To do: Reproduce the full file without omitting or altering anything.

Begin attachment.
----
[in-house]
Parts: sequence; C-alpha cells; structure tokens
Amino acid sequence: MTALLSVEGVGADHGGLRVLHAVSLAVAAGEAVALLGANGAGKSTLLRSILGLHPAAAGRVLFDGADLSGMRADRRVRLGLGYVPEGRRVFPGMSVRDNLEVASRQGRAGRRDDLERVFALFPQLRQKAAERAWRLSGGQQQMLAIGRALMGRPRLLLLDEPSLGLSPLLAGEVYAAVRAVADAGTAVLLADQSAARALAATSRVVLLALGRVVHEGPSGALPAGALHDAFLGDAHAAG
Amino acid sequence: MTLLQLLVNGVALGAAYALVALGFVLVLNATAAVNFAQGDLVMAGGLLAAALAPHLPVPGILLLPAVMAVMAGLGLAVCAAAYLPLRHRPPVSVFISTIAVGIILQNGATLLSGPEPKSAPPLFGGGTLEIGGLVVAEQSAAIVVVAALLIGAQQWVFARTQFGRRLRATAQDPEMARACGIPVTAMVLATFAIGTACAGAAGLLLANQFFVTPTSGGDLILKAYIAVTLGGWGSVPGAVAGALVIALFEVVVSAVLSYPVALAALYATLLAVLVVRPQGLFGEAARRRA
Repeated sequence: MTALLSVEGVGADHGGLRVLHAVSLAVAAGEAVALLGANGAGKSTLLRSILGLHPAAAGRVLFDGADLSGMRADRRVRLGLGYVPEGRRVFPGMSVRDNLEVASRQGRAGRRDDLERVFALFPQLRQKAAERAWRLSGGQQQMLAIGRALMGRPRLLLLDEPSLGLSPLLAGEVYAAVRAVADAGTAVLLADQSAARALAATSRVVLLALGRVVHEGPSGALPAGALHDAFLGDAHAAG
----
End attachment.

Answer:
[in-house]
Parts: sequence; C-alpha cells; structure tokens
Amino acid sequence: MTALLSVEGVGADHGGLRVLHAVSLAVAAGEAVALLGANGAGKSTLLRSILGLHPAAAGRVLFDGADLSGMRADRRVRLGLGYVPEGRRVFPGMSVRDNLEVASRQGRAGRRDDLERVFALFPQLRQKAAERAWRLSGGQQQMLAIGRALMGRPRLLLLDEPSLGLSPLLAGEVYAAVRAVADAGTAVLLADQSAARALAATSRVVLLALGRVVHEGPSGALPAGALHDAFLGDAHAAG
Amino acid sequence: MTLLQLLVNGVALGAAYALVALGFVLVLNATAAVNFAQGDLVMAGGLLAAALAPHLPVPGILLLPAVMAVMAGLGLAVCAAAYLPLRHRPPVSVFISTIAVGIILQNGATLLSGPEPKSAPPLFGGGTLEIGGLVVAEQSAAIVVVAALLIGAQQWVFARTQFGRRLRATAQDPEMARACGIPVTAMVLATFAIGTACAGAAGLLLANQFFVTPTSGGDLILKAYIAVTLGGWGSVPGAVAGALVIALFEVVVSAVLSYPVALAALYATLLAVLVVRPQGLFGEAARRRA
Repeated sequence: MTALLSVEGVGADHGGLRVLHAVSLAVAAGEAVALLGANGAGKSTLLRSILGLHPAAAGRVLFDGADLSGMRADRRVRLGLGYVPEGRRVFPGMSVRDNLEVASRQGRAGRRDDLERVFALFPQLRQKAAERAWRLSGGQQQMLAIGRALMGRPRLLLLDEPSLGLSPLLAGEVYAAVRAVADAGTAVLLADQSAARALAATSRVVLLALGRVVHEGPSGALPAGALHDAFLGDAHAAG